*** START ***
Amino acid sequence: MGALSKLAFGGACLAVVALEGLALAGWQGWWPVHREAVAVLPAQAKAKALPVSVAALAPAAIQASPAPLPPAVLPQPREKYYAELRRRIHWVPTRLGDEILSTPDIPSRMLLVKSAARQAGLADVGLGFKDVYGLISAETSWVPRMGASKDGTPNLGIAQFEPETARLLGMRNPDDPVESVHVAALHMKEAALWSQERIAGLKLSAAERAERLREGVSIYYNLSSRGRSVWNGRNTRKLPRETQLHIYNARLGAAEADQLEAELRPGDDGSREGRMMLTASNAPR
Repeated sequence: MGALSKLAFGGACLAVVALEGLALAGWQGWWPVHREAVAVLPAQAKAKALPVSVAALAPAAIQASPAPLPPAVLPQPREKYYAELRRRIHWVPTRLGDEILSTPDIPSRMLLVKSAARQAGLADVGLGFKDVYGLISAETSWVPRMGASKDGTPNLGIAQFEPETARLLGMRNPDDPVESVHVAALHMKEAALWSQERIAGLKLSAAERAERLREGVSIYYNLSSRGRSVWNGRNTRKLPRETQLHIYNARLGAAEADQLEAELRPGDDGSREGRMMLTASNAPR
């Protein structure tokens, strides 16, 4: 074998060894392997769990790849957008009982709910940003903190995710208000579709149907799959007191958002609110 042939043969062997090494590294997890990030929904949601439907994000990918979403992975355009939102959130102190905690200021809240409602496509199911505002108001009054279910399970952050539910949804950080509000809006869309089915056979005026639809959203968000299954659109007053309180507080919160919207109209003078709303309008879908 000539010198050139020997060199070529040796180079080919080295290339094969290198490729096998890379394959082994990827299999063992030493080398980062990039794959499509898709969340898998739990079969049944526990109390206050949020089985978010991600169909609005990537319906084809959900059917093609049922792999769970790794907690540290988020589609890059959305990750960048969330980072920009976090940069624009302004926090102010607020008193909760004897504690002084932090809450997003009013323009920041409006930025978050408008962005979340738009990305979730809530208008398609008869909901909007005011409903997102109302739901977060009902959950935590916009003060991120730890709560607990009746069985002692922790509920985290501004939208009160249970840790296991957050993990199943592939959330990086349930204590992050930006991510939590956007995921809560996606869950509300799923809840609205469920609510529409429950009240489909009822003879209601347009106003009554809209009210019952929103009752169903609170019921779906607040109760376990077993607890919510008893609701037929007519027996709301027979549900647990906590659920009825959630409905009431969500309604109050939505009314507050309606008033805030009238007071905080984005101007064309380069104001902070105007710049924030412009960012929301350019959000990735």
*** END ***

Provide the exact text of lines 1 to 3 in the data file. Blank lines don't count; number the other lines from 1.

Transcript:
Amino acid sequence: MGALSKLAFGGACLAVVALEGLALAGWQGWWPVHREAVAVLPAQAKAKALPVSVAALAPAAIQASPAPLPPAVLPQPREKYYAELRRRIHWVPTRLGDEILSTPDIPSRMLLVKSAARQAGLADVGLGFKDVYGLISAETSWVPRMGASKDGTPNLGIAQFEPETARLLGMRNPDDPVESVHVAALHMKEAALWSQERIAGLKLSAAERAERLREGVSIYYNLSSRGRSVWNGRNTRKLPRETQLHIYNARLGAAEADQLEAELRPGDDGSREGRMMLTASNAPR
Repeated sequence: MGALSKLAFGGACLAVVALEGLALAGWQGWWPVHREAVAVLPAQAKAKALPVSVAALAPAAIQASPAPLPPAVLPQPREKYYAELRRRIHWVPTRLGDEILSTPDIPSRMLLVKSAARQAGLADVGLGFKDVYGLISAETSWVPRMGASKDGTPNLGIAQFEPETARLLGMRNPDDPVESVHVAALHMKEAALWSQERIAGLKLSAAERAERLREGVSIYYNLSSRGRSVWNGRNTRKLPRETQLHIYNARLGAAEADQLEAELRPGDDGSREGRMMLTASNAPR
């Protein structure tokens, strides 16, 4: 074998060894392997769990790849957008009982709910940003903190995710208000579709149907799959007191958002609110 042939043969062997090494590294997890990030929904949601439907994000990918979403992975355009939102959130102190905690200021809240409602496509199911505002108001009054279910399970952050539910949804950080509000809006869309089915056979005026639809959203968000299954659109007053309180507080919160919207109209003078709303309008879908 000539010198050139020997060199070529040796180079080919080295290339094969290198490729096998890379394959082994990827299999063992030493080398980062990039794959499509898709969340898998739990079969049944526990109390206050949020089985978010991600169909609005990537319906084809959900059917093609049922792999769970790794907690540290988020589609890059959305990750960048969330980072920009976090940069624009302004926090102010607020008193909760004897504690002084932090809450997003009013323009920041409006930025978050408008962005979340738009990305979730809530208008398609008869909901909007005011409903997102109302739901977060009902959950935590916009003060991120730890709560607990009746069985002692922790509920985290501004939208009160249970840790296991957050993990199943592939959330990086349930204590992050930006991510939590956007995921809560996606869950509300799923809840609205469920609510529409429950009240489909009822003879209601347009106003009554809209009210019952929103009752169903609170019921779906607040109760376990077993607890919510008893609701037929007519027996709301027979549900647990906590659920009825959630409905009431969500309604109050939505009314507050309606008033805030009238007071905080984005101007064309380069104001902070105007710049924030412009960012929301350019959000990735």